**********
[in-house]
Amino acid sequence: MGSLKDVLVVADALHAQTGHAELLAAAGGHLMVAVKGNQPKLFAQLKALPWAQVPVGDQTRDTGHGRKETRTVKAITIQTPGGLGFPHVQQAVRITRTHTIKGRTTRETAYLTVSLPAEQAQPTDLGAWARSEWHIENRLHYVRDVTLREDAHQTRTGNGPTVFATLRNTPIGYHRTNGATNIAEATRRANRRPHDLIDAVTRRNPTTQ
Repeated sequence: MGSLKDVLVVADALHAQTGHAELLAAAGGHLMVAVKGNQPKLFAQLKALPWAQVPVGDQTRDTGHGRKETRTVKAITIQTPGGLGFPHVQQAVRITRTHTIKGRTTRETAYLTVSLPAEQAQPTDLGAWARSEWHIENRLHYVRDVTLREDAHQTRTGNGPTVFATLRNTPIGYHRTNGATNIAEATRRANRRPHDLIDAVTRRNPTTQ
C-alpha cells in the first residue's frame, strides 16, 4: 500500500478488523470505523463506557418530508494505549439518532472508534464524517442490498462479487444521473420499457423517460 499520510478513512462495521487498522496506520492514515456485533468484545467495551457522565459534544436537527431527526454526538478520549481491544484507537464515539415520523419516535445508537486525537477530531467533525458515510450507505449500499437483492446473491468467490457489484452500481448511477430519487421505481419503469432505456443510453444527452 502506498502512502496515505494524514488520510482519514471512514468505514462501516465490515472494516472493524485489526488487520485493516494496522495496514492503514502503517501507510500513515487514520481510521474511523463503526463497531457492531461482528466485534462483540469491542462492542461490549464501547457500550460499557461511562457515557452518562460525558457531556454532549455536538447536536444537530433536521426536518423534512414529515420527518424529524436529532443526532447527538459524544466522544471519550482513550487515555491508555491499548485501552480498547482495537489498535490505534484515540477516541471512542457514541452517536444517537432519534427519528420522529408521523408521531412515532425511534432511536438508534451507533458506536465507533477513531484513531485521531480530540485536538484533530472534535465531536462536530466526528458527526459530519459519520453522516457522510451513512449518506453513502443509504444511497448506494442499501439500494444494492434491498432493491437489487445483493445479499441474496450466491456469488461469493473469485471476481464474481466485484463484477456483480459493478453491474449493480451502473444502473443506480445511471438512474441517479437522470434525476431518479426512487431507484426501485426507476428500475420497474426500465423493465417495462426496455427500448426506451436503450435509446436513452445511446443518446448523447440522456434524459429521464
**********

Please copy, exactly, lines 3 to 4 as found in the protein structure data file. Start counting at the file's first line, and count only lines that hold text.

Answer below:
Repeated sequence: MGSLKDVLVVADALHAQTGHAELLAAAGGHLMVAVKGNQPKLFAQLKALPWAQVPVGDQTRDTGHGRKETRTVKAITIQTPGGLGFPHVQQAVRITRTHTIKGRTTRETAYLTVSLPAEQAQPTDLGAWARSEWHIENRLHYVRDVTLREDAHQTRTGNGPTVFATLRNTPIGYHRTNGATNIAEATRRANRRPHDLIDAVTRRNPTTQ
C-alpha cells in the first residue's frame, strides 16, 4: 500500500478488523470505523463506557418530508494505549439518532472508534464524517442490498462479487444521473420499457423517460 499520510478513512462495521487498522496506520492514515456485533468484545467495551457522565459534544436537527431527526454526538478520549481491544484507537464515539415520523419516535445508537486525537477530531467533525458515510450507505449500499437483492446473491468467490457489484452500481448511477430519487421505481419503469432505456443510453444527452 502506498502512502496515505494524514488520510482519514471512514468505514462501516465490515472494516472493524485489526488487520485493516494496522495496514492503514502503517501507510500513515487514520481510521474511523463503526463497531457492531461482528466485534462483540469491542462492542461490549464501547457500550460499557461511562457515557452518562460525558457531556454532549455536538447536536444537530433536521426536518423534512414529515420527518424529524436529532443526532447527538459524544466522544471519550482513550487515555491508555491499548485501552480498547482495537489498535490505534484515540477516541471512542457514541452517536444517537432519534427519528420522529408521523408521531412515532425511534432511536438508534451507533458506536465507533477513531484513531485521531480530540485536538484533530472534535465531536462536530466526528458527526459530519459519520453522516457522510451513512449518506453513502443509504444511497448506494442499501439500494444494492434491498432493491437489487445483493445479499441474496450466491456469488461469493473469485471476481464474481466485484463484477456483480459493478453491474449493480451502473444502473443506480445511471438512474441517479437522470434525476431518479426512487431507484426501485426507476428500475420497474426500465423493465417495462426496455427500448426506451436503450435509446436513452445511446443518446448523447440522456434524459429521464